Since we’ve got to spread the love a bit, this list is a bit different than my usual top producers lists. I’m hitting all my favorites among the old guard but in a nod to the future, I’ve also dug deep to find the ground breakers and the movers and shakers that are making waves with Viognier, Marsanne, Roussanne, Grenache Blanc and who knows what else the world over.
Join me in raising a glass to these fine producers and the White Rhônes they produce!
Photo courtesy T_Thomas_W via Flickr/CC
You’ve probably all heard me rail against the rising price of Rhône wine and Southern Rhônes in particular. While the market for white wines from the Rhône is far from as frothy as that for reds, there are far too many over-priced wines floating around there.
Vieux Télégraphe has held the line on pricing for their wines, though I do see that the 2010s seem have taken a rather steep bump up. Hopefully this is not a portent of things to come. Still, VT does produce one of my favorite White Rhônes, a blend of 40% Clairette, 30% Grenache Blanc and 15% each Roussanne and Marsanne that occasionally bears witness to a bit of oak ageing. VT also produces the more affordable Vieux Mas des Papes from a blend more dependent on Roussanne. This shows similar flavors to the main bottling: orange blossom, bees wax and a little heather, though the Vieux Télégraphe Chateauneuf du Pape Blanc has a much more vivid, tense and mineral driven base.
I know a few folks out there must be scratching their heads over my choice of Vieux Télégraphe thinking, “Why not Beaucastel?”
Price aside (Beaucastel Blanc is getting really pricey!) I couldn’t include Beaucastel and Tablas Creek, now could I?
Tablas Creek is the American venture of the Perrin family (of Beaucastel fame), featuring premium Rhône varietal wines grown in Paso Robles, California. While not the first to produce these wines, Tablas Creek is doing more to promote them and disseminate information about the way vines grow in California than just about anybody else out there. The Tablas Creek website is a wealth of information about the grapes and their wines, which tend to be particularly rich and aromatic.
If there is any white Rhône wine I am particularly familiar with, it is Chave’s Hermitage Blanc. Until fairly recently this was inexpensive, though recently it has soared in price placing it well outside my comfort zone.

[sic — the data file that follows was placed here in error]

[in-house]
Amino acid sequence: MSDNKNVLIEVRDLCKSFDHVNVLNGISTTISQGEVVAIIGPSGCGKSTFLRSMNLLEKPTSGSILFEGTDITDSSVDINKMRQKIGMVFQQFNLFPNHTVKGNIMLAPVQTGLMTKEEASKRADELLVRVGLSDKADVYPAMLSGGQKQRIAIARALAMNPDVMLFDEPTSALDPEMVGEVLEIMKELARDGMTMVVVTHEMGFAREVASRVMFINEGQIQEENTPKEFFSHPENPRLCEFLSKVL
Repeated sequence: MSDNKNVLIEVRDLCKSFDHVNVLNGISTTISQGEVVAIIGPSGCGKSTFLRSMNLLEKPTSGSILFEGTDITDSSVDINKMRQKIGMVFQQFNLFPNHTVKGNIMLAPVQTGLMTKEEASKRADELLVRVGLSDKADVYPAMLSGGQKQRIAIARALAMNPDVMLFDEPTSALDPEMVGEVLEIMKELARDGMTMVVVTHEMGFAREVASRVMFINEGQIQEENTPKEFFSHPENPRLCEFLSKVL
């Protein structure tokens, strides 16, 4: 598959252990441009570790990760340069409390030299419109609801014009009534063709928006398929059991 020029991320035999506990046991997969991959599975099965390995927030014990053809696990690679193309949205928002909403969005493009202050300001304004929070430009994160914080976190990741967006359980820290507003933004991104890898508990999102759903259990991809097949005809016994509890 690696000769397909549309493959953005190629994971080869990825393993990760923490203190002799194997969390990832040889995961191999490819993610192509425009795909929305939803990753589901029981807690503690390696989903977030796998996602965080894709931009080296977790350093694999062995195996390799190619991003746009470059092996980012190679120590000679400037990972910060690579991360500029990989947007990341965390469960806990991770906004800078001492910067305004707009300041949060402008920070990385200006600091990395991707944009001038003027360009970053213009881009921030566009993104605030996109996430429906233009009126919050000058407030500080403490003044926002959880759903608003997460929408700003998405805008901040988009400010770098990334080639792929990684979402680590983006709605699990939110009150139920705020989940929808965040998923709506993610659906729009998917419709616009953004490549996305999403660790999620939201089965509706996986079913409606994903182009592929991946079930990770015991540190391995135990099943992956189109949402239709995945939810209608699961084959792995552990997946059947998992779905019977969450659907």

Fortunately, Chave has introduced an affordable St. Joseph Blanc “Celeste” as well as a Crozes Hermitage Blanc “Sybele” under their négociant label J. L. Chave Selection that together serve as a great introduction to the style. I prefer the Sybele for its waxy softness and the slight bitter/herbal edge of its fruit. The Chave Hermitage Blanc was famous for its extended and profound dumb period, rendering the wine virtually undrinkable for a decade before it emerged in mature splendor. I have a feeling that early reports of Sybele’s precocious demise are simply harbingers of better things to come. Be patient with this Roussane, Marsanne blend.
Moving on to the most famous White Rhône there is, Viognier, I think you’d be hard pressed to find a better producer than Cuilleron. While his reds sometimes seem a bit too managed for me, the array of Viognier he has produced within the Condrieu appellation are always worth taking a look at. Try La Petite Côte for youthful fruit and some obvious barrel ageing, Les Chaillets for a deeper expression of the same, Vertige for more mass and power and Ayguets for a uniquely sweet expression of Viognier.
Of course that is just the tip of the iceberg. Cuilleron produces other Viognier wines, Marsanne, Roussanne and blends from throughout the Rhône in a similar style. Definitely a touchstone for white wines in the Rhône.
Photo courtesy growingboywine.com
If you want the antithesis of Yves Cuilleron, look no further than Château Grillet, long famous as France’s smallest appellation and one of only two devoted to a single estate. Château Grillet is surrounded by the Condrieu appellation, recognized for the high quality and distinctive terroir of Ch. Grillet. Another Rhône white that begs for some bottle age, Ch. Grillet is unusual in that it is produced exclusively from Viognier, a variety better known for early enjoyment than long term cellaring potential. Another rather unusual feature of Château Grillet is that they produce a single wine. The estate’s Viognier, bottled after two years in barrel, is prized by collectors and often needs at least a decade in the cellar to reveal all its secrets.